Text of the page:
AstraZeneca has resumed clinical trials in the United Kingdom for a vaccine against the novel Coronavirus (COVID-19) following a three-day suspension, the British pharmaceutical company announced on Saturday.
“Clinical trials for the AstraZeneca Oxford coronavirus vaccine, AZD1222, have resumed in the UK following confirmation by the Medicines Health Regulatory Authority (MHRA) that it was safe to do so,” AstraZeneca announced in a statement.
The trials on the vaccine, developed by AstraZeneca along with the University of Oxford, were suspended on Wednesday after a volunteer in Britain developed a reported side-effect.
An independent review committee set up to assess the risks linked to AZD1222 completed its review and indicated to the MHRA that it was safe to resume the trials in the United Kingdom, the company said.
At an online conference on Thursday, CEO Pascal Soriot said pausing such trials was not abnormal, but that in this case, it had received much more publicity because of the global interest in the vaccine, seen as one of the most promising ones in the world.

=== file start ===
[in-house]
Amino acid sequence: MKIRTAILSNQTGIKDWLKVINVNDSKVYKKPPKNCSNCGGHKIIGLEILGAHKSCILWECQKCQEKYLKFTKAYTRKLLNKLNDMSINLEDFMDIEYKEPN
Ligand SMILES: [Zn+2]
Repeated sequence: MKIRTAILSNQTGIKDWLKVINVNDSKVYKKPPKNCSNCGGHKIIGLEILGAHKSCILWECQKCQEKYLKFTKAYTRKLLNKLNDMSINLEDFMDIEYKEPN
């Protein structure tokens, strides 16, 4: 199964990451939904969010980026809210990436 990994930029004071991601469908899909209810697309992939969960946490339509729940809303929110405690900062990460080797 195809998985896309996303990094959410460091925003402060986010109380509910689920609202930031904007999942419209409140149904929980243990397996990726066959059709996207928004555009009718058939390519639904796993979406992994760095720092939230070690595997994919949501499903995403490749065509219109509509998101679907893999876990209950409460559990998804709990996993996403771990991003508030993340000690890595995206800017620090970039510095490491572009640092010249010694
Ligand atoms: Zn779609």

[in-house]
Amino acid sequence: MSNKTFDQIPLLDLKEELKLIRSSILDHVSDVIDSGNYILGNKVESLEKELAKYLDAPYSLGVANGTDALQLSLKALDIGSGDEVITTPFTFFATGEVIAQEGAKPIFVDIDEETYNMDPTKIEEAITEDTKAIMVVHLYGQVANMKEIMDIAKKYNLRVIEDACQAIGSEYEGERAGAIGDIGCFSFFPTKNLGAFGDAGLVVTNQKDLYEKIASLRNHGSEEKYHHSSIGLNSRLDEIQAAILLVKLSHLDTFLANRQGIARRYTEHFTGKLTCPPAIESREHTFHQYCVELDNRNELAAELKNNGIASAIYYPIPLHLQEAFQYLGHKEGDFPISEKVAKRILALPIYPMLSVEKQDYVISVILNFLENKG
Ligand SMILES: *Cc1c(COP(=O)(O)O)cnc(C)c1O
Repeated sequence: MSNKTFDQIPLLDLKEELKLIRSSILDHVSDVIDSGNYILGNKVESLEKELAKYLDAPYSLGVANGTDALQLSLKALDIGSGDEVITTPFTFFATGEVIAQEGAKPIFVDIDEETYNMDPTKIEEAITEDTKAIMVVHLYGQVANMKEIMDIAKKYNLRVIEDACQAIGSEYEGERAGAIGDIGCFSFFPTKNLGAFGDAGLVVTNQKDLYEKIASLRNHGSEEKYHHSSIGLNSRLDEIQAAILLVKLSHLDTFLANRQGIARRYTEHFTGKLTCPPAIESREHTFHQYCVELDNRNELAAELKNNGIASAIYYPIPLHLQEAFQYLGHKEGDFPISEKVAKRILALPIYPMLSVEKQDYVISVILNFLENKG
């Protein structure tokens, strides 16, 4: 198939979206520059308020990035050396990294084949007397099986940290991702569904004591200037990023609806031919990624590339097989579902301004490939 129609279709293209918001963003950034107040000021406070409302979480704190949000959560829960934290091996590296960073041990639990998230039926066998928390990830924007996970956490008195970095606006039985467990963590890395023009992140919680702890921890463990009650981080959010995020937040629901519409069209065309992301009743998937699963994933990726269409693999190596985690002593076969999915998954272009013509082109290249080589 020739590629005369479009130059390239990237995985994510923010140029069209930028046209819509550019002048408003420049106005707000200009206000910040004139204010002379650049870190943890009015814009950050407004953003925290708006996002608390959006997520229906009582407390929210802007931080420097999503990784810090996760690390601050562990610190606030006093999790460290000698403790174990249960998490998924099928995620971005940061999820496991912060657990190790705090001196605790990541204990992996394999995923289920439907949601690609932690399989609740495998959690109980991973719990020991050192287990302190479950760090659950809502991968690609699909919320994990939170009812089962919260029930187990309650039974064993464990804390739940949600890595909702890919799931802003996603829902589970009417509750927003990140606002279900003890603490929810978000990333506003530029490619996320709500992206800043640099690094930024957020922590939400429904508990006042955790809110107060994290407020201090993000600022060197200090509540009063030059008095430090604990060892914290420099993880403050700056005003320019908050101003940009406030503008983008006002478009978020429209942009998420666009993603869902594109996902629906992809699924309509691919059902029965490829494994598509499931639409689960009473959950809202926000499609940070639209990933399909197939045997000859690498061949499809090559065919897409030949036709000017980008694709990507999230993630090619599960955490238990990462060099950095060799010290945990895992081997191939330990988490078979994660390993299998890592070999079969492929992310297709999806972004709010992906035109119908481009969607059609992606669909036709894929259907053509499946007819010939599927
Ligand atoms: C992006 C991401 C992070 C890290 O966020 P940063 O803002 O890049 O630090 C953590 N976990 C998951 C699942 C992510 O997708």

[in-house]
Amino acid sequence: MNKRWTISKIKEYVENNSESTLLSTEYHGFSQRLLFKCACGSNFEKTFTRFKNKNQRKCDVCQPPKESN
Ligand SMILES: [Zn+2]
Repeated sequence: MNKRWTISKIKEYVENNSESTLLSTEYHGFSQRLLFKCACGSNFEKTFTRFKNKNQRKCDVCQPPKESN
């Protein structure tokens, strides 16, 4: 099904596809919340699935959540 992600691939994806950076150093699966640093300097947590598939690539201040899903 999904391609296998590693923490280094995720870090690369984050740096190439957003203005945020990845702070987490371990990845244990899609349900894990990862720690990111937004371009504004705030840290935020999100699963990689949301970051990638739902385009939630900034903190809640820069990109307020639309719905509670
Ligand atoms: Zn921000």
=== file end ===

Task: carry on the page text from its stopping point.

He said it was still possible to have a vaccine ready by the end of this year or early next year.
AZD1222 is one of the most advanced potential vaccines in the world. It is being tested on tens of thousands of volunteers in the U.K., Brazil, South Africa and, since August 31, in the United States, in the last trial phase, Phase 3, in which vaccines’ safety and effectiveness are assessed.
In its latest update, on Wednesday, the World Health Organisation listed 35 “vaccine candidates” under evaluation worldwide, nine of them already in the last phase or about to enter it.
The European Medicines Agency (EMA) said it could take at least until early 2021 for a COVID-19 vaccine to be ready for approval and available in sufficient quantities to be used globally.